Attorney-at-Law

PERPETUALLY SWISS

In Uncategorized on 12/27/2018 at 16:55

No, this is not a Helvetian patriot’s hymn to the Alpine cantonments. Rather, we have a 116-page (count ‘em, 116 pages) battle of the heavyweights between Judge Albert G (“Scholar Al”) Lauber and Judge  Morrison, over whether one can move the holes in a slice of Emmenthaler by cutting new holes and filling the old ones, thus encumbering said slice in perpetuity. We also review Belk and Bosque, diss 5 Cir’s take on Bosque and end up with one $4 million deduction (out of three tries) for Pine Mountain Preserve, LLLP f.k.a. Chelsea Preserve, LLLP, Eddleman Properties, LLC, Tax Matters Partner, 151 T. C. 14, filed 12/27/18.

The Pine Mountaineers lose Easement One because they could build too much and move around where they could build. And Judge Scholar Al (and the majority) like how Judge Dennis of 5 Cir, dissenting in Bosque, put it.

“Our thinking about this issue is well captured by the ‘Swiss cheese’ metaphor that Judge Dennis employed.  See BC Ranch II, L.P., 867 F.3d at 562 (Dennis, J., dissenting).  For this purpose one must imagine the entire easement related area as a large slice of Emmenthaler cheese.  The cheese represents the real property initially restricted by the conservation easement.  The holes represent the zones reserved for commercial or residential development.  Section 170(h)(2)(C) requires that the land restricted by the conservation easement be protected from development in perpetuity.  The statute thus bars the developer from putting any new holes in the cheese.

“As relevant here, the developer could consider two techniques for putting new holes in the cheese.  First, he could put new holes in the cheese and make up for it by adding an equal amount of previously unprotected land to the conservation area.  That was the pattern in Belk.  Alternatively, he could put new holes in the cheese and make up for it by plugging the same number of holes elsewhere in the conservation area.  That was the pattern in Bosque Canyon and in the instant case.  In each instance the acreage subject to the easement remains exactly the same.  But in both instances the developer has achieved the impermissible objective of putting new holes in the cheese, i.e., subjecting to commercial or residential development land that was supposed to be protected in perpetuity from such development.

“Like Judge Dennis, we are unable to discern any meaningful legal distinction between these two paths to the same bottom line.  In both scenarios, the developer has retained the right to develop a portion of the conservation area by substituting other property.  The only difference among Belk, Bosque Canyon, and this case is whether the other property lies inside or adjacent to the conservation area.  We do not see why it matters where the other property lies.  What matters is whether there is a perpetual use restriction on ‘the real property’ covered by the easement at the time the easement is granted.  Sec. 170(h)(2)(C).” 151 T. C. 14, at pp. 43-44.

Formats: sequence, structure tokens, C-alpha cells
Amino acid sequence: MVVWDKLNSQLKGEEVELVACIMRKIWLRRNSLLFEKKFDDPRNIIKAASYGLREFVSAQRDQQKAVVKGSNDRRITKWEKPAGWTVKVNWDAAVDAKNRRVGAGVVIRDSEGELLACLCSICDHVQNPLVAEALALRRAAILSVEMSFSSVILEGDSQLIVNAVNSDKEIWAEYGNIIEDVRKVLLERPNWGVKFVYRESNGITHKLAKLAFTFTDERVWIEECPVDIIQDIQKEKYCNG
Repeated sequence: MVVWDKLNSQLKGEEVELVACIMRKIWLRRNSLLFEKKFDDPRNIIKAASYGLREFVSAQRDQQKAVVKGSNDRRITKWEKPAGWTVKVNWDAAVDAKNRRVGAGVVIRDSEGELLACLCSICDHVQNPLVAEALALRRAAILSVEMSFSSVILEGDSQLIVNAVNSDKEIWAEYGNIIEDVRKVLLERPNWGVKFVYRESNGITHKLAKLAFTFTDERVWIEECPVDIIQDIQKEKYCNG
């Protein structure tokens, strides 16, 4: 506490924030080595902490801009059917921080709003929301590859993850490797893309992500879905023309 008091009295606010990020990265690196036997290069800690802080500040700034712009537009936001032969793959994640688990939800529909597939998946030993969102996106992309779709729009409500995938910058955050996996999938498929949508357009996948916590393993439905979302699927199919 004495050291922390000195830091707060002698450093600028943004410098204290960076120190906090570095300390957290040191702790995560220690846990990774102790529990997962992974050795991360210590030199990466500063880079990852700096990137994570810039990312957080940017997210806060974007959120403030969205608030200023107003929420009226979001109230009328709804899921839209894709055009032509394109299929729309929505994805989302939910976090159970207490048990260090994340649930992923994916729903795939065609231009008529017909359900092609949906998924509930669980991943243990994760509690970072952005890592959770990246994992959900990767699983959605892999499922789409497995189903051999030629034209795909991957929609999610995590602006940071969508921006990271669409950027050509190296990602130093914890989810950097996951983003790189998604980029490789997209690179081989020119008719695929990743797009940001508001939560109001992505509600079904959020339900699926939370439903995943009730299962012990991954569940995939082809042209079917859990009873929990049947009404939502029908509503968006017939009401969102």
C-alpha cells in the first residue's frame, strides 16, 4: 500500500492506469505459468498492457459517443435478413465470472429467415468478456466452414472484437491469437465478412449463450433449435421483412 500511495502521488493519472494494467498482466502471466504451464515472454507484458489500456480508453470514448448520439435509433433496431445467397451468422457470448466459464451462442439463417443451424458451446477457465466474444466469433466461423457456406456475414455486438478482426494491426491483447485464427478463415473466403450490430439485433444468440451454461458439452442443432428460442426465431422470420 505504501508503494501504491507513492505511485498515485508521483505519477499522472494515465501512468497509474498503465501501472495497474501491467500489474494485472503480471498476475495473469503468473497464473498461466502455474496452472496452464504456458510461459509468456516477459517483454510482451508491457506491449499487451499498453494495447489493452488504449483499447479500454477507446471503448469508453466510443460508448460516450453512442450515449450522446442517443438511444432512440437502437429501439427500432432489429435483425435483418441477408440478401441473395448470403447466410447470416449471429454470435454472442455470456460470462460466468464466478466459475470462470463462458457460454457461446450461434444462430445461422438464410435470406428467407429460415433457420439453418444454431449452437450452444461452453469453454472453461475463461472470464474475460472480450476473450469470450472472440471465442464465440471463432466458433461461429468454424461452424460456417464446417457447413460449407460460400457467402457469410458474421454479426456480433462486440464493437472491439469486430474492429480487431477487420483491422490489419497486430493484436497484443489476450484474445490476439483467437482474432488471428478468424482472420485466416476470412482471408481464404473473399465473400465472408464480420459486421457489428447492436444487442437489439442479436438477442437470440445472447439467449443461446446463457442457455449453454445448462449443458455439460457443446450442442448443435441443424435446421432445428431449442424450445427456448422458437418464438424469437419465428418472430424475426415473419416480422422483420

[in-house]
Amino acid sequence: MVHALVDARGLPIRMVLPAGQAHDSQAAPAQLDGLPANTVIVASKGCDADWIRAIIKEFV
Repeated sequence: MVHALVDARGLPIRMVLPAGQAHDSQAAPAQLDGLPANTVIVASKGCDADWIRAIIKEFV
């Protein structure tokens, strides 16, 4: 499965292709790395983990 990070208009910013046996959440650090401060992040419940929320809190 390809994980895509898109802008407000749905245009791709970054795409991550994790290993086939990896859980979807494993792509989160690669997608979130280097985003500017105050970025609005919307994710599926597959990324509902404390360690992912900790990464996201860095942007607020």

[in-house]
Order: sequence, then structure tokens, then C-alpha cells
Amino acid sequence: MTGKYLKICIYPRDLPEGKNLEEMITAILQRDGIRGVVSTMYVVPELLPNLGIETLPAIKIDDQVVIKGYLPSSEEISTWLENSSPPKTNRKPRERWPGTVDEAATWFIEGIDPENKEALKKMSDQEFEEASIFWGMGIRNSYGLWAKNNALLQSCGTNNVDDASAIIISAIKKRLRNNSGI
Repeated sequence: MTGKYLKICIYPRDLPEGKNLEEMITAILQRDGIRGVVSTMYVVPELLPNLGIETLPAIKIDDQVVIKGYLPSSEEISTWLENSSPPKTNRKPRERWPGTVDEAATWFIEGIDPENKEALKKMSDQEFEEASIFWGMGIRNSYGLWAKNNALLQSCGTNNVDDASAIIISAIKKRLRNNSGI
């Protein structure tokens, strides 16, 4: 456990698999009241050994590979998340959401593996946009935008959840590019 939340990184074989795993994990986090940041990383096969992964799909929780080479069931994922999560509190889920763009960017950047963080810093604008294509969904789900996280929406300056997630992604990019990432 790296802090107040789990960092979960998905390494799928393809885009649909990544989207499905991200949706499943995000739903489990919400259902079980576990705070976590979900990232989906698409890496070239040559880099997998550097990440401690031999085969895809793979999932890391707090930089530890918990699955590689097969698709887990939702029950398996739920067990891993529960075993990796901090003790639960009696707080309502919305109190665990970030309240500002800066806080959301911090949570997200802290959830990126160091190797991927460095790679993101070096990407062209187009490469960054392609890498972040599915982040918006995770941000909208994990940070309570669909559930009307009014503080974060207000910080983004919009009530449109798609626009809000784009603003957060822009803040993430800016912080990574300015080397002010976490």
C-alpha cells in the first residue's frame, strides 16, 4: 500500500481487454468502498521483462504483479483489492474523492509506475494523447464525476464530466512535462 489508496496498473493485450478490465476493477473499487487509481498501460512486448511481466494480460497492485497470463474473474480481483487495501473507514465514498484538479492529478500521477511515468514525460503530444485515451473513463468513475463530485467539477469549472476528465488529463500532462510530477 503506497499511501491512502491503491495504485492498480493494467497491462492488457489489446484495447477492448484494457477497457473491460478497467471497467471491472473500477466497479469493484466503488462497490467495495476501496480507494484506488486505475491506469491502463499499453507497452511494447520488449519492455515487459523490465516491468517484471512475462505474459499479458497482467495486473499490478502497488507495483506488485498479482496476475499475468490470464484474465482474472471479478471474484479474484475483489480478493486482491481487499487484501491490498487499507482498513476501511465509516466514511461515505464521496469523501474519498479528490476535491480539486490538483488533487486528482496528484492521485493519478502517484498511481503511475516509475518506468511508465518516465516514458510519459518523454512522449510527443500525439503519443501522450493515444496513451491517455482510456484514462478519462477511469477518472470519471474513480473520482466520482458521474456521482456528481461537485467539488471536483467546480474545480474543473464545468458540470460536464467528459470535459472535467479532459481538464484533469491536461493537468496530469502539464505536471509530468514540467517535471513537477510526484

The majority are JJ. Foley, Gale, Thornton, Marvel, Gustafson, Kerrigan, Buch, Nega, Pugh, and Ashford.

But Judge Morrison, dissenting, says yes it does. The easement area is protected in Easement Two, which the majority dumped. While some building can go on, the entire parcel is guarded by the easement. He does dump Easement Two on other grounds, viz., said easement allows inconsistent uses sufficient to knock out preservation for conservation. If the most exhaustive (and exhausting) analysis of put-and-take scenic easementing to date floats your boat, this is the real deal.

Everyone agrees that Easement Three, which permits a water tower and piping and nothing else, is OK. And Judge Morrison does a King Solomon in evaluating the worth of that easement in Pine Mountain Preserve, LLLP f.k.a. Chelsea Preserve, LLLP, Eddleman Properties, LLC, Tax Matters Partner, 2018 T. C. Memo. 214, filed 12/27/18, taking 50% of petitioner and 50% of IRS, as the errors made by each side’s expert cancel out those of the other’s.

“Using an equally weighted average, we conclude that the value of the…easement is $4,779,500, equal to 50% of [Pine Mountaineers’] $9,110,000 value plus 50% of [IRS’] $449,000 value.” 2018 T. C. Memo. 214, at p. 36.

Shutdown or no shutdown, Tax Court is in there pitching.

 

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